Here's why some kids are overweight, according to science
A recent study on childhood obesity in the US indicates that the number of affected children in the country has increased, contradicting previous reports claiming that the incidence of this health problem had stagnated.
A combination of lifestyle factors, such as poor eating habits and lack of exercise or calorie-packed school lunches, continue to increase obesity, wrote David S. Ludwig, M.D., professor of nutrition at the Harvard School of Public Health.
Ludwig’s conclusions were shared in an editorial piece that accompanies the alarming study published on February 26, 2018, by the medical journal Pediatrics. Read more on our Twitter account @amomama_usa
American children continue to gain excessive weight, with the most pronounced increase in obesity occurring among children from 2 to 5 years of age, the study shows.
Researchers evaluated information from the Centers for Disease Control and Prevention (CDC) drawn from a nationally representative sample of more than 3,000 children.
They compared the body mass index (BMI) reported in 2013 and 2014 with the BMI reported in 2015 and 2016. What they found is extremely worrisome.
The current state of things
“A few years ago, there was also some hopeful evidence that obesity rates might be declining for preschool-aged children. Unfortunately, our data, looking at the same age group, show this decline now appears to be reversing.”
-Professor Asheley Skinner, CNN, March 13, 2018.
Asheley Skinner is a health services researcher and associate professor at Duke University in Durham, North Carolina who co-authored the study, titled “Prevalence of Obesity and Severe Obesity in US Children, 1999-2016.”
“This is not surprising, necessarily, but is disheartening. It tells us that our efforts to improve the health of children is not reaching across the country," she said.
"We need to improve access to healthy food and physical activity, and do it in a way that recognizes that parents have stressful lives," added Skinner.
According to the CDC, the percentage of American children and teenagers affected by obesity has more than tripled since the 1970s, despite national campaigns such as Let’s Move, endorsed by former US first lady Michelle Obama from 2010.
What causes child obesity?
"We have deep knowledge of the biological drivers of obesity, which include poor diet quality, excessive sedentary time, inadequate physical activity, stress, sleep deprivation, perinatal factors, and probably environmental endocrine-disrupting chemicals,” wrote Ludwig.
“What is lacking is an effective strategy to address these drivers with sufficient intensity, consistency, and persistence," he added.
Ludwig’s editorial includes a call to action for the federal government to address this growing epidemic. But any responsible adult can take measures to prevent child obesity as well.
How can we fight it?
“The battle against childhood obesity faces many obstacles, most notably entrenched special interests and a 'business as usual' mindset. But with political will and collaboration across key sectors of society, we can hopefully, soon, begin to end this worsening epidemic,” Ludwig wrote.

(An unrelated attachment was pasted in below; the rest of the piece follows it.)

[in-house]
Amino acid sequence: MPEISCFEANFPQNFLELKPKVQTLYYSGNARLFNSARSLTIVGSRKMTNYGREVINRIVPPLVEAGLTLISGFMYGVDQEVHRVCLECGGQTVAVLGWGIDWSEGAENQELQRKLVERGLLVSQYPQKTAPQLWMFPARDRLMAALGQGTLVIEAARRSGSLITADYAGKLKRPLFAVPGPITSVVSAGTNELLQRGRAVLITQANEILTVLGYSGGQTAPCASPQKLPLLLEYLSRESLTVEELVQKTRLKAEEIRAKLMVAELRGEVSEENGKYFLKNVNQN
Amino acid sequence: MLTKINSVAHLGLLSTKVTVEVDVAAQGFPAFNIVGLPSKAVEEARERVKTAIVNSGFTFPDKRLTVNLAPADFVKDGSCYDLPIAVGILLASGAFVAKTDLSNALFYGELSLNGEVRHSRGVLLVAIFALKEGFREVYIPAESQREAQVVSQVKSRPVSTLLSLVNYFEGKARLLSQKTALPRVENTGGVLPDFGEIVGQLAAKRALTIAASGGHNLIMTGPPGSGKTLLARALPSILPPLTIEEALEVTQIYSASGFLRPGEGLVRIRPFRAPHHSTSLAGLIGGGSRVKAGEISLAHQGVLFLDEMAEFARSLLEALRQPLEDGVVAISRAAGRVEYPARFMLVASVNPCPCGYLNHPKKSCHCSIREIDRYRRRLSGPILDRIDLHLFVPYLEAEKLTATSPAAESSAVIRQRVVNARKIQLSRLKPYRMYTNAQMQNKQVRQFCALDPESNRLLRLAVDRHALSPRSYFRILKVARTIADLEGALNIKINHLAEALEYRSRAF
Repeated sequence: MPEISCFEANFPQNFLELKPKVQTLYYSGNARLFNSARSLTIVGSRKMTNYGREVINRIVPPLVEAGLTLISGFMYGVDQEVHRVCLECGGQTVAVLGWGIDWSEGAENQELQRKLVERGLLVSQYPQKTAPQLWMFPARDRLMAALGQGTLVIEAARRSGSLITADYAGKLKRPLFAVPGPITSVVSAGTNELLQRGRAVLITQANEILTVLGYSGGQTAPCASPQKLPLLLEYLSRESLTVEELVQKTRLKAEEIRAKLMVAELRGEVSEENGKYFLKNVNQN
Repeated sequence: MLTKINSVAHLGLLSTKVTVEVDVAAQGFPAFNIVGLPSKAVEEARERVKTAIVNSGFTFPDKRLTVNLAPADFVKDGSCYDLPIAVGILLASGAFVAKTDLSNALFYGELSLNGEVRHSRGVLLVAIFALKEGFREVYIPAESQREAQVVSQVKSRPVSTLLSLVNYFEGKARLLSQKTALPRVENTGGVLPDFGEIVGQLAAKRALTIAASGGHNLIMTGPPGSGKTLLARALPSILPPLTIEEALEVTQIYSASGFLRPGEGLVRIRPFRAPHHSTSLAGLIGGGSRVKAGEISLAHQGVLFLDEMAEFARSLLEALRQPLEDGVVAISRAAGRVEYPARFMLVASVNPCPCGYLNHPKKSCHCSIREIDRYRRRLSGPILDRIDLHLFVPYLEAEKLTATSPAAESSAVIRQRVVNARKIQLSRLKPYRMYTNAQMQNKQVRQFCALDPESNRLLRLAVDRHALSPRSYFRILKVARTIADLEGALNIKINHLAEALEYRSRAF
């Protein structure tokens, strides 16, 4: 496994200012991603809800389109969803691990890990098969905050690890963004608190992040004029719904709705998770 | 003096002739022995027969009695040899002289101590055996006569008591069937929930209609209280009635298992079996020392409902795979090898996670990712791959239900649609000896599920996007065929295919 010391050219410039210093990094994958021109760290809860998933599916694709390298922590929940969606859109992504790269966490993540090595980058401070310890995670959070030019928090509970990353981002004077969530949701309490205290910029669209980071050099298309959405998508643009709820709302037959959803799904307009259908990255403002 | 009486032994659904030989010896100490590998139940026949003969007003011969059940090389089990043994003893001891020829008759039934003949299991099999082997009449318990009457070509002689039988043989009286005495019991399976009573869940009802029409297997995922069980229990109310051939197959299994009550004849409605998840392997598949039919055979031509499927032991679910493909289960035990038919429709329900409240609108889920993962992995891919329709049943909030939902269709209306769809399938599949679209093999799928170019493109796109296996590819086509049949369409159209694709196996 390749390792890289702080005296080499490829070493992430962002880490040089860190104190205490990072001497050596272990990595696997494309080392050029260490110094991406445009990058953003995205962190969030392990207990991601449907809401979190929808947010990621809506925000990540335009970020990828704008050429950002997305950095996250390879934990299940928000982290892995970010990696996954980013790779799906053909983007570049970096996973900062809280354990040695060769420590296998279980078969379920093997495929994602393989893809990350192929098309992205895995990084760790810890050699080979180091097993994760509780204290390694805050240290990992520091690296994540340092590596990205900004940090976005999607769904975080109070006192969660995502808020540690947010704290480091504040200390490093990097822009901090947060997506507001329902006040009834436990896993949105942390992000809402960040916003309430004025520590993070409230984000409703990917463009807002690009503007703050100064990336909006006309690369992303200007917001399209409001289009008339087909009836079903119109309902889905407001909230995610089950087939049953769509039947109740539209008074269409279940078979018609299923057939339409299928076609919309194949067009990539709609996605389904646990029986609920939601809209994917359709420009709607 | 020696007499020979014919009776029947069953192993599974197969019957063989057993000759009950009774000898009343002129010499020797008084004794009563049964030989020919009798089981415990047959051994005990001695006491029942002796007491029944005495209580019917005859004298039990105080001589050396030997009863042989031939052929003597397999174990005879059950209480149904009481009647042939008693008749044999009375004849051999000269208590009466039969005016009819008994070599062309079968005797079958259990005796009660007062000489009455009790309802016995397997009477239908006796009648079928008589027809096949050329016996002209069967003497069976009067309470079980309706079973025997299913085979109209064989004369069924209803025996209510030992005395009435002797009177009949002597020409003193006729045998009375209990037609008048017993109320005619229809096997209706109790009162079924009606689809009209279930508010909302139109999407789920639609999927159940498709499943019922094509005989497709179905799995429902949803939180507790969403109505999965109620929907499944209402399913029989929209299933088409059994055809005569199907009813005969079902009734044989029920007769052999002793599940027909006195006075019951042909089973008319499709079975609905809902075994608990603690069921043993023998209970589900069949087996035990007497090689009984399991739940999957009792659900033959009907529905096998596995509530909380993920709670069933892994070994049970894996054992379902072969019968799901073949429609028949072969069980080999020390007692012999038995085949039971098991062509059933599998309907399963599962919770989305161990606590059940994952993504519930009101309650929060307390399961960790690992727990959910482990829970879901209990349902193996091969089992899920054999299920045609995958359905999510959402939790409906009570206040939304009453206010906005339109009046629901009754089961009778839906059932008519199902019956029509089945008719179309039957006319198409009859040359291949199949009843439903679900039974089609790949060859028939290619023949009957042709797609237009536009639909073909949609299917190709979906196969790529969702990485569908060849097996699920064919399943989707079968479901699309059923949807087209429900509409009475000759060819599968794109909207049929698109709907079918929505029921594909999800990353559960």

Consumer Reports shared a list of things that can be done to reduce obesity in children. Children are not the ones who decide what to eat. Ultimately, the parents have control over this; so, the first thing to do is to teach the children to eat healthily.
Parents also have to educate themselves on affordable healthy foods, to let the myth that “healthier means more expensive” behind. Fruits and vegetables should be bought in their seasons, and some of them can be frozen to be consumed at any time.
Apart from healthier eating habits, gradually introducing physical activity into the daily routine is advisable. This habit should be observed by the entire family, as it is preventive and it benefits everybody.
Following that idea, it is important to address obesity as a family issue, even if just a child from the household is affected. The whole family should follow the same dynamic to support the individual.
This is very important in order for the member or members of the family suffering from this not to feel isolated and stigmatized. On the contrary, the fight against obesity should be a joint and fun effort.
The social stigma on obesity
Apart from all the health issues that usually come with obesity, such as high cholesterol, high blood pressure, heart disease, and diabetes, overweight people and children, in particular, have to face shaming and rejection.
Even though obesity is a public health problem, individuals affected by it should not become victims of mistreatment and mockery. Many factors are involved in a person being overweight and many of the escape from their control, especially for children.
Genetic factors, unhealthy eating patterns inherited from parents, and hormonal problems can make a child obese, and he or she doesn’t need to be mistreated because of this.
While devising strategies to fight obesity, efforts should also be made to prevent the social stigma on obesity, which sometimes goes as far as causing physical abuse or “bully” at school.
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